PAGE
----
12-24-2010, 10:30 AM #1
TX - Tavan Cullum, 31, shot to death by police near Boerne, 2 Dec 2010
'The decision to kill my son was wrong'
Sadness, anger grip family of mentally ill man shot by police.
Squeezed inside their modest Northwest Side hotel room two days before Christmas, the Cullum family is finding no joy this holiday season.
It's been three weeks since their mentally ill son and brother, Tavan Cullum, 31, set fire to his family's house and led authorities on a low-speed chase up Interstate 10 before he was shot and killed by police outside Boerne.
Trading presents, preparing a large turkey dinner, and other holiday traditions have been replaced by phone calls to the insurance company and daily trips to Cullum's gravesite, where his mother lies on his grave and sobs.
At least twice in the week before police shot and killed him, officers declined the family's requests to have him committed to a mental health facility.
In a cell phone recording provided to the San Antonio Express-News, officers can be heard telling the family that Tavan Cullum — who was barricaded in his room with a shotgun threatening to kill himself — eventually would follow through with his threats. Instead of detaining him, officers suggested the terrified family should vacate their home.
The Cullum family also wants to know why phone calls to the National Alliance on Mental Illness chapters in San Antonio, Kerrville and Austin were not returned. Phone records show that multiple calls were made to the San Antonio office in October and November, but the Cullums say they were ignored.
“We were so desperate,” Tavan Cullum's mother, Won Sun Cullum, said as she broke down in tears. “I left messages. Where were they?”
“My son is dead,” [Bobby Cullum] said. “Mental illness is everywhere. It's going to happen to someone else if something doesn't change in this city.”
the rest, at
Earlier S.A. Express-News articles:
Chase ends in death
Safety nets failed to halt fatal slide to mental illness
12-24-2010, 10:57 AM #2
What a complete shame.
All the way around.
:-(“The truth is rarely pure and never simple.”~Oscar Wilde
12-25-2010, 02:59 AM #3
12-25-2010, 03:20 AM #4Registered User
- Join Date
- Jul 2009
This is tragic and inexcusable. The family did everything right. Everything. Calling NAMI is exactly what I would have recommended as they can often offer advise and advocacy. Why did this fall apart? Why did this man have to die, as his family fought to get him the help he desperately needed?
I truly, truly hope that this case gets wide press with the best investigative reporter in the state.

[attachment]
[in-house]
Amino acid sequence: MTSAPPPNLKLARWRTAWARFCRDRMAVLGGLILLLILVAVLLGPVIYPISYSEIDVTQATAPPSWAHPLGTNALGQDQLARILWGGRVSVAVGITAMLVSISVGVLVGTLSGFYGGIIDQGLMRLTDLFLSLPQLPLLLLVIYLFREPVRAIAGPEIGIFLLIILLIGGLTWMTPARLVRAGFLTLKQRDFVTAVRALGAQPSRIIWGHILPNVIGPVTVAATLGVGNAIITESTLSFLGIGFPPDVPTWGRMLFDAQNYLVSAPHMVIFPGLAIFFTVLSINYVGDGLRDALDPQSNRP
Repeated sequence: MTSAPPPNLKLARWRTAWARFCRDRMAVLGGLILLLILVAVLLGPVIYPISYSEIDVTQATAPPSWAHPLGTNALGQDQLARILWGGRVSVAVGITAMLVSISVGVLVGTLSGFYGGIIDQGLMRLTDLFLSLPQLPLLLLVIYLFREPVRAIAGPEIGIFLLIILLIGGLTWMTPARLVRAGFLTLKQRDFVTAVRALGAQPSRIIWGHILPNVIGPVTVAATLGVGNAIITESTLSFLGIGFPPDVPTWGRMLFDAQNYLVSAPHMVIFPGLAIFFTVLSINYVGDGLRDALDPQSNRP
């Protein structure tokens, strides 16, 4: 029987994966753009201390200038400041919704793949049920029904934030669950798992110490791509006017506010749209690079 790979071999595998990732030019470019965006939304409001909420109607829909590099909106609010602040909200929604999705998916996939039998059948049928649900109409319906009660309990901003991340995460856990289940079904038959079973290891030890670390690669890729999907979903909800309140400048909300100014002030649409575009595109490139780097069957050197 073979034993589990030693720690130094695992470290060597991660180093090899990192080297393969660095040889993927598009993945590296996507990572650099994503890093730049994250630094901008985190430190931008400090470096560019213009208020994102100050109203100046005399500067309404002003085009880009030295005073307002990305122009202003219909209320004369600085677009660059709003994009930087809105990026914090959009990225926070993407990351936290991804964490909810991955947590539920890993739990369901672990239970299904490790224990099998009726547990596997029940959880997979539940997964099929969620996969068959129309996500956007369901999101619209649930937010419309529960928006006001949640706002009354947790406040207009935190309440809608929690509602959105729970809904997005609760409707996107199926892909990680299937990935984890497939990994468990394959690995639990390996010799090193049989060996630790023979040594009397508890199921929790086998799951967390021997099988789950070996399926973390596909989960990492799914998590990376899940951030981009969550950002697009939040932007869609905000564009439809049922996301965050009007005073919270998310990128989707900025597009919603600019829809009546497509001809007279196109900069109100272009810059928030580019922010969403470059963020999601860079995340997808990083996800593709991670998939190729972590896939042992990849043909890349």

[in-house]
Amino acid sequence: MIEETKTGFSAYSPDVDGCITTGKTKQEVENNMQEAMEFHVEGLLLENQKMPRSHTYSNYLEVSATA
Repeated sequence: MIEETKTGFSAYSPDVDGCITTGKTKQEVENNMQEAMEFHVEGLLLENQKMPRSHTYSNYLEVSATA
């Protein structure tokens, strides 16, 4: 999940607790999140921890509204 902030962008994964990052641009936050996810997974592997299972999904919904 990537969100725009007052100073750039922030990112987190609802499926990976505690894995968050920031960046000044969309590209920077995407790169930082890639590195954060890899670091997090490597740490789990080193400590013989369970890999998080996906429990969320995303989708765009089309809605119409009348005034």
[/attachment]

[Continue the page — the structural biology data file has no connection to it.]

My prayers are with that grieving family. This should NOT have happened.
12-25-2010, 04:14 AM #5Inactive
- Join Date
- Nov 2008
I am SO SO sorry - this is just heartbreaking. He didn't have to die, there are private resources out there. I especially like the Jani Foundation - who advocates for the mentally challenged regardless of circumstances. I've seen children removed from homes, unprotected, no meds, etc. This group circumvenes and helps parents country-wide.
While it's no consolation know, please know you can reach out to them - share your story. This needs to stop!
Our goal is to give is to publicize the struggles of families with mentally ill children against those suppose to help, publicize poor or insufficient care for mentally ill children, and give parents a voice that puts them in control of their child's welfare. The Jani Foundation does not discriminate. Everyone whose lives are touched by mental illness are welcome.
They are wonderful people with open hearts.
In short, people with mental illness do not need to be shot, they need to be helped.
My prayers are with you this evening.
12-25-2010, 07:23 AM #6Registered User
- Join Date
- Jul 2005
I work in the Mental Health Service industry here in Idaho my son also has a Bi Polar condition(its easily controlled by medication so he's fine now.) but sadly with all the cuts in staffing and street level programs States have intiaited to save Tax Money many cases and people who need help have fallen through the cracks.
No one wants to pay taxes and everyone likes to save money but when a police officer or an everyday citizen finds themselves in a life threatening situation with one of these people I dont know if they still think its a bargain.